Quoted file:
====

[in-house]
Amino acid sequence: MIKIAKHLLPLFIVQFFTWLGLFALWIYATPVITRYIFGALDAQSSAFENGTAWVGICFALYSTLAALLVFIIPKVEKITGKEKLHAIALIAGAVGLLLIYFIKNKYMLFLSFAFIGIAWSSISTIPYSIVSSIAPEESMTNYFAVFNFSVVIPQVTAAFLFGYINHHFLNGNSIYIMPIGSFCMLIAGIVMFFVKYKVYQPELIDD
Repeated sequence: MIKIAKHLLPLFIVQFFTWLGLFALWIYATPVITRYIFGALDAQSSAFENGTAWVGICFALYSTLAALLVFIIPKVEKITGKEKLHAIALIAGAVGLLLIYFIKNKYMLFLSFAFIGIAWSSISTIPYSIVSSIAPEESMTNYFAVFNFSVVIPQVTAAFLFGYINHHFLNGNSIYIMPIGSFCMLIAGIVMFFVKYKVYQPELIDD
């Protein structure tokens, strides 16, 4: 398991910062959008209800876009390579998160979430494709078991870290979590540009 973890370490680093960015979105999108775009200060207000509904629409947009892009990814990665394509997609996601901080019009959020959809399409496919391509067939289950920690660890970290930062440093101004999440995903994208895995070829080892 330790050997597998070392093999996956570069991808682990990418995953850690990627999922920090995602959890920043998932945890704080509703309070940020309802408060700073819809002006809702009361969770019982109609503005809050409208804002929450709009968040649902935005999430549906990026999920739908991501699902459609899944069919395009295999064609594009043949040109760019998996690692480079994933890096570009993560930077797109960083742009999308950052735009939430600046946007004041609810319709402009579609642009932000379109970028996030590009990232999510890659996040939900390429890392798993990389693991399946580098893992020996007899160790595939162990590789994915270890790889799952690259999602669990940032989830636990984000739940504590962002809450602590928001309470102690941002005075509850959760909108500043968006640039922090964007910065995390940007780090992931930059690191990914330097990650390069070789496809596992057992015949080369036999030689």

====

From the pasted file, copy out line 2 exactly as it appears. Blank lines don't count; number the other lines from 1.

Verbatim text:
Amino acid sequence: MIKIAKHLLPLFIVQFFTWLGLFALWIYATPVITRYIFGALDAQSSAFENGTAWVGICFALYSTLAALLVFIIPKVEKITGKEKLHAIALIAGAVGLLLIYFIKNKYMLFLSFAFIGIAWSSISTIPYSIVSSIAPEESMTNYFAVFNFSVVIPQVTAAFLFGYINHHFLNGNSIYIMPIGSFCMLIAGIVMFFVKYKVYQPELIDD